“After this manner therefore pray ye: Our Father which art in heaven, Hallowed be thy name. Thy kingdom come, Thy will be done in earth, as it is in heaven. Give us this day our daily bread. And forgive us our debts, as we forgive our debtors. And lead us not into temptation, but deliver us from evil: For thine is the kingdom, and the power, and the glory, forever. Amen.” (KJV)
These few verses may be the most familiar and most spoken verses in the Bible. There are so many people who know this prayer and can say it without missing a word. Even if they don’t go to church very much and regardless of their beliefs, they know it. It seems to be that perfect prayer to transcend denomination and creed and it always offers a sense of unity in any type of service. However, there is one word that does trip up many people. When we get to verse 12 of Matthew, Chapter 6 there is usually this cautious pause and a thought passes through our mind: is it sins, debts or trespasses? To this question, I have heard it explained:
- The Presbyterians were from Scotland and had a very frugal nature so they were concerned about debts.
- The Episcopalians were the wealthy and landowners so they were concerned about trespasses.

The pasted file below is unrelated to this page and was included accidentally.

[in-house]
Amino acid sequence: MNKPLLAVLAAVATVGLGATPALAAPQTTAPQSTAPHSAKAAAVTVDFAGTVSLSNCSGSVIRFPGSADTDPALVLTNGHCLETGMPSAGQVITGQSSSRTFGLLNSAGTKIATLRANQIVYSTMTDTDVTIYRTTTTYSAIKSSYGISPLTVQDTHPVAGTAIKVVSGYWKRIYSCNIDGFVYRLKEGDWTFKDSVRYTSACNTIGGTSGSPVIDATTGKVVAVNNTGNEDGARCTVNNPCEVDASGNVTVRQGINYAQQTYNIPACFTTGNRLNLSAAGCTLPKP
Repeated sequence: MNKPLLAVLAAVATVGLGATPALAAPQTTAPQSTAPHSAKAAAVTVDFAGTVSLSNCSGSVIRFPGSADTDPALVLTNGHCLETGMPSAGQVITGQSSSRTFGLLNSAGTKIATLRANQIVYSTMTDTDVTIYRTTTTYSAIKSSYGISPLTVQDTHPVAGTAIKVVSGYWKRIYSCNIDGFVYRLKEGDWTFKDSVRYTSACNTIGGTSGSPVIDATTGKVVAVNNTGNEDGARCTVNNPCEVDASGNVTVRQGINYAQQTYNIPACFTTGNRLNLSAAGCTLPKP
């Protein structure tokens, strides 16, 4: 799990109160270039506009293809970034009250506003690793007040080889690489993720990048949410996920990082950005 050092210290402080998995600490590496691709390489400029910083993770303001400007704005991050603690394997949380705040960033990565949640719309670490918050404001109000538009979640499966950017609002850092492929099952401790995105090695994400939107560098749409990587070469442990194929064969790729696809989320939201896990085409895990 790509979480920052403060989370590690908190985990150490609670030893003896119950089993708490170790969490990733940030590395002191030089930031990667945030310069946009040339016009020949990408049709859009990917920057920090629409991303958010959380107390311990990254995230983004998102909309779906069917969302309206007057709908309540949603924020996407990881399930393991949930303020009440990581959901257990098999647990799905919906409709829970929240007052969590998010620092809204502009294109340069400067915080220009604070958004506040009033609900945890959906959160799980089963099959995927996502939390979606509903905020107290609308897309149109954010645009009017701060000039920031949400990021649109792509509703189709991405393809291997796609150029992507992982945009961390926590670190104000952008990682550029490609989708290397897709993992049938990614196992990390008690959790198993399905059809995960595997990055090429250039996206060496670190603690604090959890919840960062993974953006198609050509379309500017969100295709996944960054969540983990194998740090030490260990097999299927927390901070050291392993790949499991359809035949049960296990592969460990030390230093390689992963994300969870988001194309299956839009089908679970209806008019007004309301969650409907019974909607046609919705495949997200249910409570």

- The Baptists were fearful of the fire of hell and so they were concerned about sin.
I don’t know if there is any meaning to this, but I do know there is a lot of meaning for each of us in this prayer Jesus taught his disciples to say. Much has been written concerning this prayer. It is often compared to the same prayer Luke records which Jesus gave to his disciples at another time and place. However, at its core, this prayer is designed to allow each of us to place before our Heavenly Father those things of which we have need. In so doing, this prayer covers three essential needs of three important spheres of time in our lives.
First, this prayer has us ask for bread. The Greek word connotes all of the loaf not just some. So we ask for all we need: all that which is necessary for maintain our lives. It is a prayer for what we need in the present, even daily. Secondly, this prayer has us ask for forgiveness. Whether we use the word sin, debt or forgiveness we ask for that which is in our past. This prayer brings the former things into the present realm of God’s forgiving grace. And Thirdly, this prayer has us ask for that which lays before us. It commits the temptations of our future into the hands of a loving God.
It is through this simple yet powerful prayer that we are able to present our past-present-future before the goodness, grace and love of our heavenly Father. AMEN